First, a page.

by James Mulholland @ 10:44 am 11 May 2011

geneHackman (no relation)

Created using Processing, geneHackman is a radial visualization for genealogical data. Individuals, represented as nodes, are placed a distance from the center relative to the year they were born, with 2000 at the center moving backward in time as they move outward. The paternal lines are traced in darker green; the maternal lines are traced in lighter green. The software reads common GEDCOM files to generate the relationships.

About the Project

I previously developed a version of the family tree program (found here) but the interaction was incomplete and I didn’t make the information particularly clear. After diving back into it I found few errors in the parsing code that prevented many key people from being drawn. In the new version I accounted for longer data entries so that a full person is created.

Conceptually, my original had a problem as well. the up/down tree structure just couldn’t work at the level I wanted it to, even after I drew only the main lines, skipping the siblings (at least for now). To be able to understand the family network a little better, I developed the circle rendering to view the entire lineage cleanly and all at once.

However, since my rendering accounts for specific years born the information shown is more dense than the example. Once parsing the data, the code takes another pass at each person and calculates age from birth- and death-dates or estimates the age if one is not already calculated.

Video Demo


Currently the controls are a little crude, but they are mostly to explore the diagram as a designer, and not as a user.

z – zoom out
x – zoom in
0 – re-center on middle
left/right/up/down arrows – pan around


There are few resources to render family heritage in traditional tree structures. GEDCOM is a common program to manage genealogy data. There are a few others that offer to render the family tree (even in 3D), but no software currently shows the entire tree in a way that allows a full view of the family over the entire 1000 year span.

The divided circle angles was inspired by a handful of family tree images from poster companies.

Artistically, I found inspiration in star-finder maps that help to identify constellations.

Regarding color choice, there is little meaning in the color itself other than identifying gender: male (dark green) and female (lighter green).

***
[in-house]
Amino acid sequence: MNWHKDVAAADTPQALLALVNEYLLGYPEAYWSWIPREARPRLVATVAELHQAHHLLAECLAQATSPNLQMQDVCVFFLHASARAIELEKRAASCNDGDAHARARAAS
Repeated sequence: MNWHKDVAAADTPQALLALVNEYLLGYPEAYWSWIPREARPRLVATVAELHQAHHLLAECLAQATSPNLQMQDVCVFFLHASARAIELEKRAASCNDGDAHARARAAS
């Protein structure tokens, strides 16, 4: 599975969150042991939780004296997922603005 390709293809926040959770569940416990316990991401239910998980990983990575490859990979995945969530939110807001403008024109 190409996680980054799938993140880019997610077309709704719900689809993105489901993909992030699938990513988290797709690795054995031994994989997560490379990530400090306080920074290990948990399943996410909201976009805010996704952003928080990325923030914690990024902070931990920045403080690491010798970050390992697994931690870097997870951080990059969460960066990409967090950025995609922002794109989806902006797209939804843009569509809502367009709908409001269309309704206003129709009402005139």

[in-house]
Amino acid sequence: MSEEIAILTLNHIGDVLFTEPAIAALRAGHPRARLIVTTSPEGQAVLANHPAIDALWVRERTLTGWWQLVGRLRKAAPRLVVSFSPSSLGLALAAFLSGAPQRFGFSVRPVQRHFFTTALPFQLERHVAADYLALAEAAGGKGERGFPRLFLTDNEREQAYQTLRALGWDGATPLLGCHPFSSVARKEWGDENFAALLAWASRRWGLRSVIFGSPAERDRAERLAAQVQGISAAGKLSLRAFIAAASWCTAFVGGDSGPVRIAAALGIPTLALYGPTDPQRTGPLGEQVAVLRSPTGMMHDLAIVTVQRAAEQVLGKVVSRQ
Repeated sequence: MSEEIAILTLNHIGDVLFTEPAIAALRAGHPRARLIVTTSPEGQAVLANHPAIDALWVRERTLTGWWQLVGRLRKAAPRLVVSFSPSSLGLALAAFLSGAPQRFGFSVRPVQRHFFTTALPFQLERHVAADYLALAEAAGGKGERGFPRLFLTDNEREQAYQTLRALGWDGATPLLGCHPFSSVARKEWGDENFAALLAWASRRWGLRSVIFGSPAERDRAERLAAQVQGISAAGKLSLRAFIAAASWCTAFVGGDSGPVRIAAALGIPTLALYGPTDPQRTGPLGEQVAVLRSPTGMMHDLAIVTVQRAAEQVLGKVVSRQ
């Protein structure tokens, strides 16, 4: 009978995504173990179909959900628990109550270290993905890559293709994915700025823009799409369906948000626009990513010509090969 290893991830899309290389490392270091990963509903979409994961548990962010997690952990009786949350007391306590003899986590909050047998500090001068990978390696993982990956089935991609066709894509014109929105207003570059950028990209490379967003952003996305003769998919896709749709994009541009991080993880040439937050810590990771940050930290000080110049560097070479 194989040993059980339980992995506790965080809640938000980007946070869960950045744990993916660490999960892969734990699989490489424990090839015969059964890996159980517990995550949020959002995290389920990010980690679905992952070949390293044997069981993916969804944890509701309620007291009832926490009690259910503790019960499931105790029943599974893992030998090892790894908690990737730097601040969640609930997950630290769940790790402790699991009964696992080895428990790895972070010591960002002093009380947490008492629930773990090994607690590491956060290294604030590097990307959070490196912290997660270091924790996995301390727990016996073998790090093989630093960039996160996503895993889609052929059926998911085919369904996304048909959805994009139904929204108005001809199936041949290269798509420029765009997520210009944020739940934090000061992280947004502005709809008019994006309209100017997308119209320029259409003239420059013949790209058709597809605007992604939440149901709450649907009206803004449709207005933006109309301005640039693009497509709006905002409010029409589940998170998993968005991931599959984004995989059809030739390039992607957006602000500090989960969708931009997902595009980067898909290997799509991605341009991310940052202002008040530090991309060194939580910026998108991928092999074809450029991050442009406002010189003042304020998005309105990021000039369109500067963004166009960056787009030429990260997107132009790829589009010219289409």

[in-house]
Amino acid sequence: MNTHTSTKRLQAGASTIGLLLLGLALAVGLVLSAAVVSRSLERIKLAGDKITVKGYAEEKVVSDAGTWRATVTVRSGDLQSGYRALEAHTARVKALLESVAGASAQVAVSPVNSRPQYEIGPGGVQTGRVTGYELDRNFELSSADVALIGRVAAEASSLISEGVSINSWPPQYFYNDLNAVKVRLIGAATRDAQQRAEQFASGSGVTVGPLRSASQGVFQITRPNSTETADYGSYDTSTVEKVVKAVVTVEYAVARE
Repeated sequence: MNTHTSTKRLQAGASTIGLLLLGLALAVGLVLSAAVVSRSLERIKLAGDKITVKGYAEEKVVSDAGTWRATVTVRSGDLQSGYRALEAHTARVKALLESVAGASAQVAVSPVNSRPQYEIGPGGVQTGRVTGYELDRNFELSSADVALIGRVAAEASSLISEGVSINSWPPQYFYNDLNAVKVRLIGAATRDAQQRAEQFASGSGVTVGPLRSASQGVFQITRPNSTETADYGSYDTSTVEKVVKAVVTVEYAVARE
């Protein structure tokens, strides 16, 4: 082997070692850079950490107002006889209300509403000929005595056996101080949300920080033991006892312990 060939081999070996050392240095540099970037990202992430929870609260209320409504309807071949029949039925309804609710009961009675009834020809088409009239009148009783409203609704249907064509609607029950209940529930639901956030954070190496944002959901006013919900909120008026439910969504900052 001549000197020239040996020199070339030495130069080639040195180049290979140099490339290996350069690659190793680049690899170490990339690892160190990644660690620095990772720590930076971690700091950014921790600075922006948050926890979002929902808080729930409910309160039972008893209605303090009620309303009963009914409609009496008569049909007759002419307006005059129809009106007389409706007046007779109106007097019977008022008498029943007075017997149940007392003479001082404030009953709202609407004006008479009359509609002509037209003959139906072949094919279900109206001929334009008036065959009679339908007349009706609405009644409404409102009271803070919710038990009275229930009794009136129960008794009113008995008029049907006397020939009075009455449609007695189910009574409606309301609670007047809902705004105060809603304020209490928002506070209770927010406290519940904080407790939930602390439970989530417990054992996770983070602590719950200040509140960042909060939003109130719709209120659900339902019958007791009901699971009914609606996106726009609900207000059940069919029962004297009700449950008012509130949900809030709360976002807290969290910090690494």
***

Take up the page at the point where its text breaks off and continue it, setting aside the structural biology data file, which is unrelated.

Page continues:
The primary challenge of drawing the relationships is to show each connection, without letting the connections overlap each other (at least, without some form of extra ). Overlapping paths cause confusion and prevent the user from seeing true relationships. To make sure there were no overlaps, I calculated the angle of spread for each person by dividing the angle of the child by two. The calculation relies on knowing the number of generations from the person in the center. The angle calculation looks like this:

Angle = 180 / ( 2 ^ (GEN-1) )

So the strength of this is that it is mathematically impossible for one child-parent relationship line to cross with another (but does not account for incest which would provide a crossover. The drawback is obvious: by the time you get more than 7 or 8 generations out, the density on screen becomes too intense to make sense.


Like many coding projects I spent hours going down rabbit holes that didn’t get me anywhere. I feel the efforts paid off though and the key features to navigate and understand the diagram are in place. A handful of bugs regarding color rendering are still in place and hope to fix them soon. The code does work on other GEDCOM files, but takes some tweaking. The code is customized for my own dataset, but down the line I hope to have plug-in-play capability with other data files.

Unfortunately, there are still problems in the data itself (I believe there are multiples of one person linked as a father to himself!) but the nice thing is that my navigation makes these errors apparent.

I would like to add more functionality soon including extra controls via controlP5 library to adjust parameters more easily. A filter-like search feature would be interesting but requires broader reflection on the overall functionality and interaction.

Future versions could allow more accurate zooming and more sophisticated line drawing using bezier curves (my first attempts were way off!). Since there are a couple historic figures in the tree, it might be nice to pull from wikipedia if data is available.

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